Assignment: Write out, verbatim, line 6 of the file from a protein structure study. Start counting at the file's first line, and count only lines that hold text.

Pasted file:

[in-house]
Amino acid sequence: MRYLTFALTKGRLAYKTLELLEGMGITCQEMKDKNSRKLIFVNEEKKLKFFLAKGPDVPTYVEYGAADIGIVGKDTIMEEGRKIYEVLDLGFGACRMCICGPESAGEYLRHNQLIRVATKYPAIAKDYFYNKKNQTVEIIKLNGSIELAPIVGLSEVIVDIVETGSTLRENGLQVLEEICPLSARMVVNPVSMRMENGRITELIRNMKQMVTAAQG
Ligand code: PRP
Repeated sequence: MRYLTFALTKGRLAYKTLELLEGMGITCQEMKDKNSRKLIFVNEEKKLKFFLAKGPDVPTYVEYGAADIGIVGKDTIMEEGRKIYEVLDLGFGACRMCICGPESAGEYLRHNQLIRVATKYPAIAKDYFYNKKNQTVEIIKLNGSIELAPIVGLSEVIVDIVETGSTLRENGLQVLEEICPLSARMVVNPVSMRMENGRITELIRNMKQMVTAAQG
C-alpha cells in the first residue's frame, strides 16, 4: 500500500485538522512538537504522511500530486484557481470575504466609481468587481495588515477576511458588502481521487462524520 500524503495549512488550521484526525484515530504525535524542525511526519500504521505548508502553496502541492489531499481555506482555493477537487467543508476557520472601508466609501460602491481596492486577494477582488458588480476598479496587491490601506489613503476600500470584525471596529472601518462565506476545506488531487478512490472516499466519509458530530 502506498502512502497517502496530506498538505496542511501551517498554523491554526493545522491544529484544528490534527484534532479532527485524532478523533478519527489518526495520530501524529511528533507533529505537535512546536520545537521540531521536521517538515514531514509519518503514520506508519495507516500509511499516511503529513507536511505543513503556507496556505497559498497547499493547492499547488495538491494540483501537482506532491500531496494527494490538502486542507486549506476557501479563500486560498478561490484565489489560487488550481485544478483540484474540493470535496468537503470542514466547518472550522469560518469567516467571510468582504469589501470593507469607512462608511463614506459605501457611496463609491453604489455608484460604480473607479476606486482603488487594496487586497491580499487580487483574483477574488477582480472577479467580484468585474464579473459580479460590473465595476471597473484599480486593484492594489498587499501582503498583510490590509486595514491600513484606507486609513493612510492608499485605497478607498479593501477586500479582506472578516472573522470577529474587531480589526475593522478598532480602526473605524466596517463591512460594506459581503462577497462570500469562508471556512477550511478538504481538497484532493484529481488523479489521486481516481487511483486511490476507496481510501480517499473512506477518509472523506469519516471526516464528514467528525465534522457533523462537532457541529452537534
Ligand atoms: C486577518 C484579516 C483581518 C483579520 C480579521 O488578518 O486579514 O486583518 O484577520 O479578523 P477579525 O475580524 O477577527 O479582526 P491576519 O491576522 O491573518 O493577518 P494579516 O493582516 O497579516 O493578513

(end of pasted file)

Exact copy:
Ligand atoms: C486577518 C484579516 C483581518 C483579520 C480579521 O488578518 O486579514 O486583518 O484577520 O479578523 P477579525 O475580524 O477577527 O479582526 P491576519 O491576522 O491573518 O493577518 P494579516 O493582516 O497579516 O493578513